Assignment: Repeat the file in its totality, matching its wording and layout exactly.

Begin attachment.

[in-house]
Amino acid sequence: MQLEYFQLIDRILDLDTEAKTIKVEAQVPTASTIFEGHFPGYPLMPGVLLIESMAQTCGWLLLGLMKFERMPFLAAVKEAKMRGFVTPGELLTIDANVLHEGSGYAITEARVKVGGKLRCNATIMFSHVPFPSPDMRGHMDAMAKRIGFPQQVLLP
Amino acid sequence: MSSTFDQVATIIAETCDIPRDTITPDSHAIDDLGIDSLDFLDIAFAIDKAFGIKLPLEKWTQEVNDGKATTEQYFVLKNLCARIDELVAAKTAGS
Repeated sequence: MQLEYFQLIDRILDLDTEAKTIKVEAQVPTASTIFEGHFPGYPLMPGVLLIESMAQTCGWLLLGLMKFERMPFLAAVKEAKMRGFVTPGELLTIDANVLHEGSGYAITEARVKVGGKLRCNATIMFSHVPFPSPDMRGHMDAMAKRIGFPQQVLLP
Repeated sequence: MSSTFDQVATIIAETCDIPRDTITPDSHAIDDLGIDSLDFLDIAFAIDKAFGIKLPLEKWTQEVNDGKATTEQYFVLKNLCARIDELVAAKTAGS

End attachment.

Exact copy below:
[in-house]
Amino acid sequence: MQLEYFQLIDRILDLDTEAKTIKVEAQVPTASTIFEGHFPGYPLMPGVLLIESMAQTCGWLLLGLMKFERMPFLAAVKEAKMRGFVTPGELLTIDANVLHEGSGYAITEARVKVGGKLRCNATIMFSHVPFPSPDMRGHMDAMAKRIGFPQQVLLP
Amino acid sequence: MSSTFDQVATIIAETCDIPRDTITPDSHAIDDLGIDSLDFLDIAFAIDKAFGIKLPLEKWTQEVNDGKATTEQYFVLKNLCARIDELVAAKTAGS
Repeated sequence: MQLEYFQLIDRILDLDTEAKTIKVEAQVPTASTIFEGHFPGYPLMPGVLLIESMAQTCGWLLLGLMKFERMPFLAAVKEAKMRGFVTPGELLTIDANVLHEGSGYAITEARVKVGGKLRCNATIMFSHVPFPSPDMRGHMDAMAKRIGFPQQVLLP
Repeated sequence: MSSTFDQVATIIAETCDIPRDTITPDSHAIDDLGIDSLDFLDIAFAIDKAFGIKLPLEKWTQEVNDGKATTEQYFVLKNLCARIDELVAAKTAGS